Friday, May 19, 2006

A Beautiful Song In The Wrong Hands

My friend Sound has some things to say about George Harrison’s solo work. I tend to agree with him, but to a lesser degree. What I’ve come to with George is that he was a better songwriter (though spotty at times – songs like “Crackerbox Palace” come to mind) and guitarist than he was arranger / producer. I don’t like the sound of his solo records so much. The arrangements and the instrumentation. I know he was trying to move on from his Beatle years, and no one can blame him for that, but what he moved on to was a sound that I didn’t much care for.

Take for instance, the official studio version of “Let It Down” from “All Things Must Pass.” For some reason George thought that he needed Phil Spector to turn his demos into records. I think George needed Phil Spector the way that The Beatles needed Yoko. Critics like to use words like "bombastic" or "overblown" to describe records like that.

Listen for yourself.

I've heard worse, but I don't find myself jonesing for that one. Imagine my surprise when I first heard George's home demo of the same song?


Too bad he never did a whole album like that.

I have an unreleased all acoustic demo of the song "Dark Horse." Let me know in the comments section if there is any interest in hearing it.


Blogger roxtar said...

There is a reason they called George Martin the "fifth Beatle." His influence was pervasive, but never ham-handed. When he did a production piece, in was integral with the music.

Spector is just so obvious.

6:25 AM  
Blogger The Viscount LaCarte said...

Spector is just so obvious.

He made some good records (I especially like "You've Lost That Lovin' Feeling") but he was so wrong for the Beatles. I thought he was ok for "Imagine." "All Things Must Pass" would have been light-years better in George Martin's hands.

11:38 AM  
Blogger roxtar said...

Can you imagine Spector's version of the plaintive opening notes of "Golden Slumbers"? "Cue the bassoons! Tympani, give me tympani! More cowbell!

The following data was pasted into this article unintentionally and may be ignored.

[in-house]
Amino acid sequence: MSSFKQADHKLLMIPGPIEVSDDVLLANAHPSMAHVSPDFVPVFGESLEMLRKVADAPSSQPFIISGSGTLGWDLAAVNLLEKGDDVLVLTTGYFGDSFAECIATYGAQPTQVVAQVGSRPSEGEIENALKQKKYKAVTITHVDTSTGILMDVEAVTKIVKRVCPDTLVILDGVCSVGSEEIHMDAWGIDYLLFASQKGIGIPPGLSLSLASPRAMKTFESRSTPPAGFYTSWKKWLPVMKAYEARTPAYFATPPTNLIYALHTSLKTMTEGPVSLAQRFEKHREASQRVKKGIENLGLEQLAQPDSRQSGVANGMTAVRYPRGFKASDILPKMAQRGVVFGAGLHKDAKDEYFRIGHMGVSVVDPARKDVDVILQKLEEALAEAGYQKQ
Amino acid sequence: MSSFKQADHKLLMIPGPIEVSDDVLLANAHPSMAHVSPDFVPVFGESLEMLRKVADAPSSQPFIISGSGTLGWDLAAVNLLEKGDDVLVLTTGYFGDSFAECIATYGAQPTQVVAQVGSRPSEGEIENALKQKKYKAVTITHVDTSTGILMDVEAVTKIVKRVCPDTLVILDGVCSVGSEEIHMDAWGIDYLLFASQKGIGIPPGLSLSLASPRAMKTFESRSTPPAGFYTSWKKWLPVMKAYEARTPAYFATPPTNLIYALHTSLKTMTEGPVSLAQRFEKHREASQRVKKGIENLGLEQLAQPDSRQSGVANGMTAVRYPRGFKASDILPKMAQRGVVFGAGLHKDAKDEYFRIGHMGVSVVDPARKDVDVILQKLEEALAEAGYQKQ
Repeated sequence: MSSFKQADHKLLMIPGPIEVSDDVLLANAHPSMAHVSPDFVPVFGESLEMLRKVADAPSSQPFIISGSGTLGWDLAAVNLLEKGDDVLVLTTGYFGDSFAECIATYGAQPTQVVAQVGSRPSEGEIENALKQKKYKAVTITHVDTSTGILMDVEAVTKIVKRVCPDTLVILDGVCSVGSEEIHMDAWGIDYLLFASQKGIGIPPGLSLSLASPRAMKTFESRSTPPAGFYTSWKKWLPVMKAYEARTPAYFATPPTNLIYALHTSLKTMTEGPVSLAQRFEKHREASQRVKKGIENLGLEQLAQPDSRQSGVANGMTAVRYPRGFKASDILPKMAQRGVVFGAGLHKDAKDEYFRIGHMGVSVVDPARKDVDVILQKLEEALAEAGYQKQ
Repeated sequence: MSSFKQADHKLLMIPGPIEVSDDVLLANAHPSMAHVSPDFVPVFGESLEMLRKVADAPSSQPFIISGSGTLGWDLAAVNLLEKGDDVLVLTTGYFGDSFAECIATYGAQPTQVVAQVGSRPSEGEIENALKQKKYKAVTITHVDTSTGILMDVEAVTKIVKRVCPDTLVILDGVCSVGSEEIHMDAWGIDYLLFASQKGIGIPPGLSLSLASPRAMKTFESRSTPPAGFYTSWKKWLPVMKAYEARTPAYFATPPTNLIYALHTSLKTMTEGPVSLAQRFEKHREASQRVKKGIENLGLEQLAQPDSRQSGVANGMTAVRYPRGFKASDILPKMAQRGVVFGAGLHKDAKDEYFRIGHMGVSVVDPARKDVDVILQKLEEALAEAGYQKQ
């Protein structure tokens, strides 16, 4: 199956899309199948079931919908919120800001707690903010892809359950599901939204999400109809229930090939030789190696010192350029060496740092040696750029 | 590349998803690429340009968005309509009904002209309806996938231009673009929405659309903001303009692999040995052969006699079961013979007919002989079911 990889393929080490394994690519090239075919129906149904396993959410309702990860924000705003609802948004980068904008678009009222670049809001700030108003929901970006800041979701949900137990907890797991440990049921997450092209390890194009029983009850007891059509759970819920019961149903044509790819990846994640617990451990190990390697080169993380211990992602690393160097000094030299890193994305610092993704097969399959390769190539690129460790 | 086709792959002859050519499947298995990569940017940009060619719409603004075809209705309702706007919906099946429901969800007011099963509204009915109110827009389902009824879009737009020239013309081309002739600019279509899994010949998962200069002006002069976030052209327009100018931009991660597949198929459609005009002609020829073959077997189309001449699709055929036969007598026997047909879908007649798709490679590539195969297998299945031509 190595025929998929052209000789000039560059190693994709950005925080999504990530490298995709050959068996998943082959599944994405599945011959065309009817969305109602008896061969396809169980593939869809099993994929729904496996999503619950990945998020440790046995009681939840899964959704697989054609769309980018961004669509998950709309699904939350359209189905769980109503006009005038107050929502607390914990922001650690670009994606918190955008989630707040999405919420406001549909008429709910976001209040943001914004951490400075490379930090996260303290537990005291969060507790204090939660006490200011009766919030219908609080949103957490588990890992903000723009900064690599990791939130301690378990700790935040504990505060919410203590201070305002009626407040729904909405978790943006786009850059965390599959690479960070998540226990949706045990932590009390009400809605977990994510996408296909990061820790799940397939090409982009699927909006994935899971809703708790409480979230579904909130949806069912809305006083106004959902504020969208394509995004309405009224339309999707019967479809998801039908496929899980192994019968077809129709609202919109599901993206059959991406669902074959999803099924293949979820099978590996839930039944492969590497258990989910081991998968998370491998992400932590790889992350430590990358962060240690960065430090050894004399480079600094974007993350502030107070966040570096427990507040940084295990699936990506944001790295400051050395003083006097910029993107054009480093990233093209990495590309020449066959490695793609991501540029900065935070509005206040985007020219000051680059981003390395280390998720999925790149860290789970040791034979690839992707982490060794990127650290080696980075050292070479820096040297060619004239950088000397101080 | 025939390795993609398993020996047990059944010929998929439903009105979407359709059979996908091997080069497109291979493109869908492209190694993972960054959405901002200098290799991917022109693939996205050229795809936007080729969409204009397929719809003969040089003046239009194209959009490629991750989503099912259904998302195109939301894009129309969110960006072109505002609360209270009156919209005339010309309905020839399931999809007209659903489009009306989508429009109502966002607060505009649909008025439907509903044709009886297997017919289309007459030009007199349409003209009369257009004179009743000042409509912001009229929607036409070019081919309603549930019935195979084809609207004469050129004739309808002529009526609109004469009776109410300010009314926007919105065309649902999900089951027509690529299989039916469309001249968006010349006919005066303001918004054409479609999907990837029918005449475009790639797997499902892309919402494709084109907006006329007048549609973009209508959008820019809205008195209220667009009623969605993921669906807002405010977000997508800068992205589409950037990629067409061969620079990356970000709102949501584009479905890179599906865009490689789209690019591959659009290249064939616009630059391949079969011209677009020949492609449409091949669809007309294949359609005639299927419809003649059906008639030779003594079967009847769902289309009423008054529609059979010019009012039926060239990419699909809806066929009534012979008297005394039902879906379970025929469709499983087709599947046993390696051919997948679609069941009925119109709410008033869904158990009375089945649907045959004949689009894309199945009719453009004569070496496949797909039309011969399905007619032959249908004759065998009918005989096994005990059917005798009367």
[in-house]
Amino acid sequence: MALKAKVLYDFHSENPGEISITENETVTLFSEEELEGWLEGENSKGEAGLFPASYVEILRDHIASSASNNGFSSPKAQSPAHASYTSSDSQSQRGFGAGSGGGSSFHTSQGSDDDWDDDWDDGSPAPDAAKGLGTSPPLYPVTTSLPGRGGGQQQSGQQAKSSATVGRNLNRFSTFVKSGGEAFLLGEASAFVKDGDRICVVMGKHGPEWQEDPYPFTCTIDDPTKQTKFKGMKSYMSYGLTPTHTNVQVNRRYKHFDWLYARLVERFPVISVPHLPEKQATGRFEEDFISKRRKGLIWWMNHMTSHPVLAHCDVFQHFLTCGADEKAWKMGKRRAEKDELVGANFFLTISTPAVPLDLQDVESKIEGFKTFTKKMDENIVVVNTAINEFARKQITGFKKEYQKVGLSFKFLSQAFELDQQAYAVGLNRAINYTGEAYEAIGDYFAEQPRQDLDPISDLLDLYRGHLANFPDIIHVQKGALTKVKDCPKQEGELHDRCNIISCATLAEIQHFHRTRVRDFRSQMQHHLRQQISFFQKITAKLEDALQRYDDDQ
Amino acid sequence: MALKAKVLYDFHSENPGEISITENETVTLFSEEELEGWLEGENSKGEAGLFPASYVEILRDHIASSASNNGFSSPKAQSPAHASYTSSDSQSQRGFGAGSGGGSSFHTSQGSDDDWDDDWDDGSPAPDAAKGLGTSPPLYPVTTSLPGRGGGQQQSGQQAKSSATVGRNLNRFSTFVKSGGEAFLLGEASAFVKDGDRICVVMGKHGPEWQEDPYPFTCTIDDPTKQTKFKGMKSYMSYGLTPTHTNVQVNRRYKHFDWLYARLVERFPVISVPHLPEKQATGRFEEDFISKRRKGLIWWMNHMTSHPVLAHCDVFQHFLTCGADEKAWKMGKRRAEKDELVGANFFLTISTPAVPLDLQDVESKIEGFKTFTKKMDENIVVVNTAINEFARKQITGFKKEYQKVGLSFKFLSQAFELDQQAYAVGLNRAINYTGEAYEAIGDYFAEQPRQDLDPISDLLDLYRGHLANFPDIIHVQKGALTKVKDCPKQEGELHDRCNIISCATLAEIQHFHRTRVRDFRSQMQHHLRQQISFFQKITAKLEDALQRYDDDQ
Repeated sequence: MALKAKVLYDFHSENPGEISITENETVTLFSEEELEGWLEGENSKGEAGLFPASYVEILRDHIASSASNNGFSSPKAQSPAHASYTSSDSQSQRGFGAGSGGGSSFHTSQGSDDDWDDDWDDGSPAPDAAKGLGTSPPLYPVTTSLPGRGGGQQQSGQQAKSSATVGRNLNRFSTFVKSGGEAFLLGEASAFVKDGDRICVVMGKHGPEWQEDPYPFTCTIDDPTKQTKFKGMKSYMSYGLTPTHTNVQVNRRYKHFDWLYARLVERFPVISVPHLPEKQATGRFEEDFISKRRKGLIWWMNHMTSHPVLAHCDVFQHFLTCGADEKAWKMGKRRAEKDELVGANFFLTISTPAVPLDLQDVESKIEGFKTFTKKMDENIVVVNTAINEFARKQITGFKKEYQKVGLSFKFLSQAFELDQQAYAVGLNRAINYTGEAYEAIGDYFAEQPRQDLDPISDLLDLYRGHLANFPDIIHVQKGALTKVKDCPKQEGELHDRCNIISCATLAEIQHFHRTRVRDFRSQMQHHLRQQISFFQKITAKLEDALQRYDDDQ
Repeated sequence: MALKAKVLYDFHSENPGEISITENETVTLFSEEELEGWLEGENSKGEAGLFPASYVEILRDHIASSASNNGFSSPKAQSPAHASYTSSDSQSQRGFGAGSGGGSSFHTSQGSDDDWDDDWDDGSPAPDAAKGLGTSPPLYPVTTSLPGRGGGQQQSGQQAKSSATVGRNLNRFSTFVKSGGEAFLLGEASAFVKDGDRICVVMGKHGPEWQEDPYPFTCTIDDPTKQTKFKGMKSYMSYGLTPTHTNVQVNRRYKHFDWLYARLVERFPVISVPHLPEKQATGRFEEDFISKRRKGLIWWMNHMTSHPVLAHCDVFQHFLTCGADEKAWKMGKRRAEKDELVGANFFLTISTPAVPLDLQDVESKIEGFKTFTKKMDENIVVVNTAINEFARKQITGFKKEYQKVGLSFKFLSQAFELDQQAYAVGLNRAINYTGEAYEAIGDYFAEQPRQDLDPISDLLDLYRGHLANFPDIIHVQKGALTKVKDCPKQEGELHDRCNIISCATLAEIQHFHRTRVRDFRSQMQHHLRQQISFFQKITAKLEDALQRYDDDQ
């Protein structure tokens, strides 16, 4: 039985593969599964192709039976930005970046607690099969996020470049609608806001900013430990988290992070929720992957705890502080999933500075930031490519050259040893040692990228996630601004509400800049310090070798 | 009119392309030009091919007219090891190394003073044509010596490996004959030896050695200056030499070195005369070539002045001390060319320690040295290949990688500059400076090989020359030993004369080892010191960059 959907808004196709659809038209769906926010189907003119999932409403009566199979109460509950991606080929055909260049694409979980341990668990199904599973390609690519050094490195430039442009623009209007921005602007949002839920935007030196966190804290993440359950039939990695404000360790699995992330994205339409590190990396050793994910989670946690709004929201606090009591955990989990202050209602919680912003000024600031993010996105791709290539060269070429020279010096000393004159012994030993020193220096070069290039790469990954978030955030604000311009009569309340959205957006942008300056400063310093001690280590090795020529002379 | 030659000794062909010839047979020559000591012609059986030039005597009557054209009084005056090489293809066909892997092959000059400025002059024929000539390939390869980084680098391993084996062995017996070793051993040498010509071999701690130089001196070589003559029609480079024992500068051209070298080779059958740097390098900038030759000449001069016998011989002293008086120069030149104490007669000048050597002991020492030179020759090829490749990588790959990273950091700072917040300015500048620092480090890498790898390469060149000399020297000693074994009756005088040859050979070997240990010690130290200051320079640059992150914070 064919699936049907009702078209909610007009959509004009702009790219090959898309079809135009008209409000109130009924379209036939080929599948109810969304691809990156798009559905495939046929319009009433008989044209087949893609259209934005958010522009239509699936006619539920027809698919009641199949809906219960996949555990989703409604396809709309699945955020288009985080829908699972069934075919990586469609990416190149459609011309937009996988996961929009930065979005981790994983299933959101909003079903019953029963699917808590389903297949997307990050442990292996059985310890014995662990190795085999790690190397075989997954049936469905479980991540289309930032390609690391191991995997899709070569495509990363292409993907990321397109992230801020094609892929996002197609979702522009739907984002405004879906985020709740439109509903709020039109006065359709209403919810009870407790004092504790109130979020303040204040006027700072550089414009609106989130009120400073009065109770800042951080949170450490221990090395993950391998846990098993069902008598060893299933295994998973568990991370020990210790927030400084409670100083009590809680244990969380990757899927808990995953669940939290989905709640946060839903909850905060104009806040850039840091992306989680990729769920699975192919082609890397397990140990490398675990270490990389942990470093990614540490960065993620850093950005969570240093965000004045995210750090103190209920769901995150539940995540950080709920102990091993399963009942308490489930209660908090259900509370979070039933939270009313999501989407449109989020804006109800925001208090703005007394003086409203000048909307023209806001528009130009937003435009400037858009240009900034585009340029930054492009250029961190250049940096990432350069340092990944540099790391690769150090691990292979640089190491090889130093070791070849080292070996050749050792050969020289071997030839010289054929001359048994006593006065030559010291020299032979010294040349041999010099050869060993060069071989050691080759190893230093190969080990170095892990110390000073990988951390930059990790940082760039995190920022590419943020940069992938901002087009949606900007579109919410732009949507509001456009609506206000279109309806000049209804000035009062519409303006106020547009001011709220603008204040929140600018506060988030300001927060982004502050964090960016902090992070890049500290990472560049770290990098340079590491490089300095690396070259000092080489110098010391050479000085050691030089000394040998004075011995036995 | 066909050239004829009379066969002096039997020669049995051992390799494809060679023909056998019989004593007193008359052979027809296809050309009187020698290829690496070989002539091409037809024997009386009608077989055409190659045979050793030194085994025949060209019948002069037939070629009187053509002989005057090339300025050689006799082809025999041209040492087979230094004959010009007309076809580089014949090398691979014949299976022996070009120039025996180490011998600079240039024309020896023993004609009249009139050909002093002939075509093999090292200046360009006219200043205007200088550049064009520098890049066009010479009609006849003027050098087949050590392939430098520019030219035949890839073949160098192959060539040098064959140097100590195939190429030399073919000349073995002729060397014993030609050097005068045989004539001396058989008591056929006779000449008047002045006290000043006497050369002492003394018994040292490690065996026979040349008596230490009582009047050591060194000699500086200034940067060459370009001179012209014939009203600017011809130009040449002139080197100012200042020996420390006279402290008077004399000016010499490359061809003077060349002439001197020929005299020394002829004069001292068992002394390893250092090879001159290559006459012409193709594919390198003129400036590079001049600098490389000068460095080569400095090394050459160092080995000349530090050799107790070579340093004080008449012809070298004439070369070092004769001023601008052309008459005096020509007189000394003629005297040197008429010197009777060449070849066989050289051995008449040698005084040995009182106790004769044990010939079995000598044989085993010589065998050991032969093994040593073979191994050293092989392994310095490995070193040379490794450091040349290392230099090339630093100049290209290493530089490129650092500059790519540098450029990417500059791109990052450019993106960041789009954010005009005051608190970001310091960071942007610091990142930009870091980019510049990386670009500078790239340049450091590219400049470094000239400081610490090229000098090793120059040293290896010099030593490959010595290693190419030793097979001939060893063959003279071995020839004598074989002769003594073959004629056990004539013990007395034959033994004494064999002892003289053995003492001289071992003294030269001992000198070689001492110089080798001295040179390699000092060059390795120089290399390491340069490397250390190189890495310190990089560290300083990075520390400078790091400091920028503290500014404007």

7:46 PM  
Blogger fgfdsg said...

I've got to say my sister and I adore 'Crackerbox Palace', but we were probably the right age for the excedingly silly video that went along with it. I enjoy an artist being playful now and then.

Ever read 'I Me Mine'? Turns out what sounds like painful forced rhymes in that song are actually true. He really did meet a Mr. Grife.

9:51 PM  
Blogger Kevin Wolf said...

I remember liking many of George's tunes as they were released but never wanted to hear them more often than simply catching them on the radio. To this day I don't think I own any of his stuff. (Somewhere I have a couple of early LPs.)

Was just listening to solo John yesterday. Some good stuff there, despite Spector. Of John's final records, I actually like "Watching the Wheels" - it sounds earlier somehow. Maybe the piano?

8:30 AM  
Blogger Employee of the Month said...

Driving home yesterday and "Wah-Wah" came up on shuffle. Love the song but talk about 20 pounds in a 5 pound sack.

9:30 AM  
Blogger XTCfan said...

Damn, sounds as if we need a Fuzzy Warbles from George.

6:31 PM  
Blogger Kevin Wolf said...

Finally listen to this from home. Very nice, indeed.

His vocal is a little shaky at first. Nature of demos, I guess. But he's cookin' by the end.

7:33 PM  
Anonymous anita said...

love it. but i have to say ... 'all things must pass' is definitely in my top 100 albums of all time, despite, and even because of the spector influence (hey, don't bash him now just 'cause he's finally given us all proof that he's a bona-fide mad-man !!) and i even place 'all things must pass' in the top 10 of former beatle solo albums (of which i think the last paul mc cartney album was nice ... just nice, not much more than nice, which is sad).

now, i do have to take exception to the 'bob dylan' (or any of the others listed) as a band your friend used to like but doesn't any more. the whole concept of 'not liking any more' is flawed. i think that what he (and you) mean is that you don't like what they are doing NOW. which is fine. but you surely can't be saying that just because you don't like who they are now, or how they are presenting themselves today in anyway makes their earlier works less compelling? artists go through phases, some get burned out early, or mid-career, or, like neil young, it seems never.

5:12 PM  
Blogger The Viscount LaCarte said...

but you surely can't be saying that just because you don't like who they are now, or how they are presenting themselves today in anyway makes their earlier works less compelling?

Indeed. I can't speak for Sound, but I'm not sure what I said to make you think I would disagree with you. I adore Dylan's work from the 60's and nothing he has done since could make his contribution any less compelling.

Perhaps you'd be interested in seeing some of my earlier posts regarding Bob Dylan...

John Brown Went Off To War

Masters Of War

A Hard Rain Has Fallen

In any event thanks for your interest in my blog. Please stop by anytime.

8:02 PM  

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